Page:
Mary Jo Foley (03:23):
Okay. So where did you start finding information about how to do this and the way you describe it, I’ve seen in an article on your site is “No Meetings Friday”, right?
Stale Hansen (03:32):
Yes. So I started to read up on the 4-day work week and started up reading up on like how effective people work. And since we are a company in five countries, but we are only 10 people. And all of us are influencers, MVPs, very passionate about technology. So I guess we compare as a department in a larger corporation. But we had the power to do something about it. So I came across Andrew Barnes in his book on the 4-day work week. So I read that book and he did this years ago moving to the 4-day work week. And I was thinking if they can do it, then we should definitely try it and see what the effects are.
Stale Hansen (04:26):
So in August 2021, we started this and it now has been six months with the 4-day work week. And as you asked, are you having a day off or how are we doing this? So since we are in five different countries, it’s not that easy to just make it a day off from a practical point of view. And it’s a lot of legalities around this. So we made it a companywide “No Meetings Friday”, which is the next best thing. And during that “No Meetings Friday”, there is no expectation of you doing any work. That time is reserved for you being you. Declutter your mind, learn something, you dive into a problem, and so on, so forth. So listen to an audiobook while you do something else. Maybe you are even not at the office even and try to expand your mind. So it was more like, this is time for you to be you, but you’re still at work, but not doing any expected work. If you understand what I mean.
Mary Jo Foley (05:40):
Right. So no things like recurring meetings or client meetings, if you can avoid that, right?
Stale Hansen (05:45):
Absolutely. But we do have the policy, that if you have to have a meeting do it, but then it has to be like a crisis, not a crisis though, but think about it, like, okay, I don’t have time to have this meeting this week because we only have a 4-day work week. But okay, the next alternative is two weeks away or one month away, but we could do it this Friday, then under doubt we allow it for that. But by default, we are not allowing any meetings that day.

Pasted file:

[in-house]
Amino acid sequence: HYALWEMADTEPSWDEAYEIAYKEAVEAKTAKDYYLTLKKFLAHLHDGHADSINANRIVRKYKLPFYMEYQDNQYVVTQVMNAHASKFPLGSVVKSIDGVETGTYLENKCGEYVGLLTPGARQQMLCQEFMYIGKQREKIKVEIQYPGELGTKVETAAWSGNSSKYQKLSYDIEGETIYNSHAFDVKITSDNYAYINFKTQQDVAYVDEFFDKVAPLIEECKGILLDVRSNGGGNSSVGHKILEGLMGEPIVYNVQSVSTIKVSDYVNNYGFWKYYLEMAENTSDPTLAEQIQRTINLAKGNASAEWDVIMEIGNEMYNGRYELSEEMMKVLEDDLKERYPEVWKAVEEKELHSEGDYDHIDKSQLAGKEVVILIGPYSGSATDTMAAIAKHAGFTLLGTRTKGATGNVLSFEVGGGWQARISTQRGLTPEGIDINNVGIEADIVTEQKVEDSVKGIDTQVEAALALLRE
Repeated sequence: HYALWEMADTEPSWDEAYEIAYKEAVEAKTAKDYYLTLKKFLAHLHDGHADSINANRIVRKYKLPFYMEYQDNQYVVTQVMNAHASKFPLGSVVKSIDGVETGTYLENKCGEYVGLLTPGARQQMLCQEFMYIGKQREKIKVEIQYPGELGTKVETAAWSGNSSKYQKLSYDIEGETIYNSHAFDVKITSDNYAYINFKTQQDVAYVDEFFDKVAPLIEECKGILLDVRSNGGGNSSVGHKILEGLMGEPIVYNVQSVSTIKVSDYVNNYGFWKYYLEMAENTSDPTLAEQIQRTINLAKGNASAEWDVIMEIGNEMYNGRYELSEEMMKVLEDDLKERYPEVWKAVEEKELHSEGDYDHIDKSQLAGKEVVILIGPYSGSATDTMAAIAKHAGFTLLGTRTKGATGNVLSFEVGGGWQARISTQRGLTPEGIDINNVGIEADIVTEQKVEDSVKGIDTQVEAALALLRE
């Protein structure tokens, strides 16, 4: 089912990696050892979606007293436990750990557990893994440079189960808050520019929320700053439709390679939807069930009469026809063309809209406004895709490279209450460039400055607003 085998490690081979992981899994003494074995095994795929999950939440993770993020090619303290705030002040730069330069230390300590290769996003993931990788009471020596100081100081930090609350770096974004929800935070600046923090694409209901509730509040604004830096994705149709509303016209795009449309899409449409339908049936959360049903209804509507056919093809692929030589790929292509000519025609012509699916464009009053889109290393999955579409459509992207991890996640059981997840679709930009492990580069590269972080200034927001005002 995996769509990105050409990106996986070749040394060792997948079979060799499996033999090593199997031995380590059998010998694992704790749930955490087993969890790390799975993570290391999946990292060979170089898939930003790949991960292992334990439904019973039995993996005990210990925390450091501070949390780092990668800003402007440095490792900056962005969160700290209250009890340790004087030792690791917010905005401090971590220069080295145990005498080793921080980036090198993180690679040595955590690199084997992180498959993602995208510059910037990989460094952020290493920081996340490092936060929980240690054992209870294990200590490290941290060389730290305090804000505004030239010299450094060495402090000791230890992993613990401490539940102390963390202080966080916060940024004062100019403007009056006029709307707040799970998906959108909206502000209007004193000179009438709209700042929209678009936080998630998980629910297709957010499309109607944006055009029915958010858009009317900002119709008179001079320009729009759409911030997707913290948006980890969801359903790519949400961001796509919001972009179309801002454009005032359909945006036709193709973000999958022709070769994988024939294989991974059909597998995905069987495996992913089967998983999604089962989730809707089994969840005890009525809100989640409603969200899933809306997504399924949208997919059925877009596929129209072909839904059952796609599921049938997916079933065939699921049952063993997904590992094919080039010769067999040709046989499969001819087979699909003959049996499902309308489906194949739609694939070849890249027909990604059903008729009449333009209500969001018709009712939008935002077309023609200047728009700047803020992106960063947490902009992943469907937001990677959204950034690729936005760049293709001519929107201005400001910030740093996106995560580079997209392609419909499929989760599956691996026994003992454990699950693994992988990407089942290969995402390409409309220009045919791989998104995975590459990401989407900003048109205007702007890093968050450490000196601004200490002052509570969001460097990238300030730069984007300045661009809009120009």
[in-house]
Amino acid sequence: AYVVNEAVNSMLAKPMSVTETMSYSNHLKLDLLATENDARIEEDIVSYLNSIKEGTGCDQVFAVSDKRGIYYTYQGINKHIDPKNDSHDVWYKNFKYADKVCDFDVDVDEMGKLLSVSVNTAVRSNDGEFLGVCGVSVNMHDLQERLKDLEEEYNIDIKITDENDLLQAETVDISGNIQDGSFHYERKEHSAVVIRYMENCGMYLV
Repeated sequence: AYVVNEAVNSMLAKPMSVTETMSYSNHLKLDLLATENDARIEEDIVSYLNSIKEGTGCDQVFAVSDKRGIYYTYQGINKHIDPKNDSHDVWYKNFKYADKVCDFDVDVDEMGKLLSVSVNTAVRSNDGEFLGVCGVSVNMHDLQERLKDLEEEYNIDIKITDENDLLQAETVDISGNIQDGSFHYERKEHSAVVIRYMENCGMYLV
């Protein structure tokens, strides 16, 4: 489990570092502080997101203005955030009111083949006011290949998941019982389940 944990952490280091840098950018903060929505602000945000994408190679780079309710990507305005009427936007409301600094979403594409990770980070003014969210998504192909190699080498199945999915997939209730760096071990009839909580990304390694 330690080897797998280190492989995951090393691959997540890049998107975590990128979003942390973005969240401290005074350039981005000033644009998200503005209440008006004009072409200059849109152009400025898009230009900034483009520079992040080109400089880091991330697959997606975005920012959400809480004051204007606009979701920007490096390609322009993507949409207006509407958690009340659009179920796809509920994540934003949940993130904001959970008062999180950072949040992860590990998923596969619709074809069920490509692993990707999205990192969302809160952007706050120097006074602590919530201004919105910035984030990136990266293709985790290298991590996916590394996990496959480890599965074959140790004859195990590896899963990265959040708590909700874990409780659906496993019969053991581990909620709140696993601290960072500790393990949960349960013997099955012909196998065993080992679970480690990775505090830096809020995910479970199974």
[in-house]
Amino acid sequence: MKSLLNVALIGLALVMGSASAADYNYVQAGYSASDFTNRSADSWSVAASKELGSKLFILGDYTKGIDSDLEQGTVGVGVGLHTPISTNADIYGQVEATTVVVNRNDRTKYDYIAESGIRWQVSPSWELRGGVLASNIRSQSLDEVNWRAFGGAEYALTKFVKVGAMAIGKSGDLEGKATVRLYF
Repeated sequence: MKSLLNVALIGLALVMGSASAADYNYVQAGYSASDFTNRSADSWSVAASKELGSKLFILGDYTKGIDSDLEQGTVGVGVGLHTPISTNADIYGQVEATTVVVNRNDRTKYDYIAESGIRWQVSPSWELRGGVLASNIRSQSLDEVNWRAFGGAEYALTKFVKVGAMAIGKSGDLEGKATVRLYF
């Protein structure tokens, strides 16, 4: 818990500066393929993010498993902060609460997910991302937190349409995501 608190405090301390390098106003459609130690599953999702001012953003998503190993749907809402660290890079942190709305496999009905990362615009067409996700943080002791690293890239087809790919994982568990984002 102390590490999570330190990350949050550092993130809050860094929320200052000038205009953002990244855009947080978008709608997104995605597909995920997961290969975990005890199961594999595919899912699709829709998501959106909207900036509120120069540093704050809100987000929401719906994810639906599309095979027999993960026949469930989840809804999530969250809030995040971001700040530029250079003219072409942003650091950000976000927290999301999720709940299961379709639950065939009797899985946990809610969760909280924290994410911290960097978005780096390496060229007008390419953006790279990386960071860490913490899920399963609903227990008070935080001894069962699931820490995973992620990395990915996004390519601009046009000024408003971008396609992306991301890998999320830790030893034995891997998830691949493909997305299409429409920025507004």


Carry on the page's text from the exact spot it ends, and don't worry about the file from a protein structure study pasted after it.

Mary Jo Foley (06:18):
Who benefits from this kind of thing? Like, is it just for executives, information workers, or do you think this kind of a setup could actually work for people like frontline workers or shift workers?
Stale Hansen (06:31):
I’d say, of course, that depends. Because I’m thinking it works for people that works with productivity. So typically creative work, I think benefits a lot with this. And creative work happens in all types of work situations. So I workers that need to think out of the box, need to produce material, design stuff, write documents, be an approachable, available person. And that’s how you measure activity. I think that it works for those kind of people. But absolutely information workers, I think are one of the groups that can benefit a lot from this.
Mary Jo Foley (07:22):
Okay. So I’m sure everyone asked you this, but did anybody have to take a pay cut or renegotiate bonuses because of this. And you are the CEO, so did you have any concerns, like, would we actually be able to survive if everybody’s only working 4 days instead of 5?
Stale Hansen (07:41):
Yeah, absolutely. We talked about that and that’s also why it’s not legally bound in the contract, at least in a trial period. So that we can always reverse the decision, always have a fallback strategy. If we see that we are not getting the results that we want and we are seeing that it’s not sustainable, so that’s absolutely something we thought about. But what’s important for us is that and that reflects the way we hire people in CloudWay as well is that we hire people for their competency and their skills and what they can deliver. So first off we hire people for where they live, which means that if you live in the country in Ireland, we can hire you. If you live outside Helsinki, we can hire you.
Stale Hansen (08:30):
If you live in the Northern of Norway, we can hire you. So we are not dependent on you being in a specific location and we will pay you a competitive salary. So reducing the salary was not an option, I’m thinking especially for us. Because then we wouldn’t have been competitive on salary. So, and I don’t think that’s something that would have gone down in a good way for our employees either. So yes, we are like reducing the amount of days you have to work, but what’s most important for us is that you being you and also have time for developing yourself. So that’s why no bonus cuts, no pay cuts.
Mary Jo Foley (09:17):